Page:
“In response he would smile and say, ‘I don’t care what you say about me as long as you say it.'”

Page 162 of the great Arthur Leipzig’s book:
On assignment with Arthur Leipzig. Brooklyn, N.Y. : Long Island University Press, 2005.


Arthur Fellig who called himself Weegee, was one of a kind, and in some ways far ahead of his time. His coverage of the seamy side of New York life was unparalleled. He was both admired and intensely disliked. Personally, I admired his way of working and his work, and at the same time I found this unkept, foul cigar-smoking photographer hard to take.

Weegee lived in a small room behind Police Headquarters on Center Street. His bed was never made, and his room was littered with unwashed dishes and camera equipment. Weegee kept a police radio in his room and one in his car In his car trunk he had a department store mannequin. He prowled the city at night, always the first to arrive at the scene of a murder or fire or accident.

He was the quintessential newspaper photographer and he knew how to promote himself. I saw him often at PM showing his work to the editors and the other photographers. The editors admired his work but some of the photographers were jealous and often taunted him, saying that he was unable to make a good negative or asking why he didn’t wash. In response he would smile and say, “I don’t care what you say about me as long as you say it.”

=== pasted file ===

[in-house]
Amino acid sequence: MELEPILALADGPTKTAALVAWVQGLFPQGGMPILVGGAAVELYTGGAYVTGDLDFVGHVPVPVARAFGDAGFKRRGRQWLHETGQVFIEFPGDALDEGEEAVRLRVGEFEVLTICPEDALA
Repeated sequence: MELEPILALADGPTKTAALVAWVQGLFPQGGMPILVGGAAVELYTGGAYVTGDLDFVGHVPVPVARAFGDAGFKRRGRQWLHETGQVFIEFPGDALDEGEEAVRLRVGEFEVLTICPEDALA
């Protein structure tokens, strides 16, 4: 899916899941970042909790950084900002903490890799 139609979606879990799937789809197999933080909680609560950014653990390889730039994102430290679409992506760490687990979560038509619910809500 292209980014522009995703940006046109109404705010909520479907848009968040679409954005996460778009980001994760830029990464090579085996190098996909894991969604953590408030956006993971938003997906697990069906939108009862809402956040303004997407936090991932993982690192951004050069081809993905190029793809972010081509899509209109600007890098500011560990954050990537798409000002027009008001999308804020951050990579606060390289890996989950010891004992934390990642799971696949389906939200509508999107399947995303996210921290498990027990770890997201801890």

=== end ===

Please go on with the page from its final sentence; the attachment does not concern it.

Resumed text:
Weegee was a genius at simplifying what was then a complicated picture-taking process, and this was what enabled him to get the moments that others missed. He would set his camera at 12 feet and his f-stop at 5.6. He used Super Panchro Press Type B, a film rated at 125 ASA (fast for its time) and a large 22 flash bulb… He once explained to me, was that most of what he photographed happened between 8 and 20 feet away from… to calculate his exposure or distance, then he could use his Speed Graphic like a box camera, much like today… cameras. This allowed him to concentrate on capturing the moment. And if the negative was not perfect, that was… as long as he could get a print that would reproduce

There was a fire on 14th Street at Lerners department store, and because of a mixup on the picture desk, four photographers showed up. Weegee was there first. The fire was not much, so Weegee took his mannequin out of his car trunk. He was already taking a picture of a fireman carrying the mannequin, when Dan Keleher came along. He shot Weegee shooting the fireman and the mannequin and Steve Derry shot both Dan and Weegee. When I arrived a few minutes later, I was just in time to make the overall picture of all of them. PM used a full page.

Left to right WEEGEE, Photog. Dan Keleher, Picture editor Sally Pepper and a copy girl.




[A mannequin… Not an enlarger and darkroom equipment?:-]

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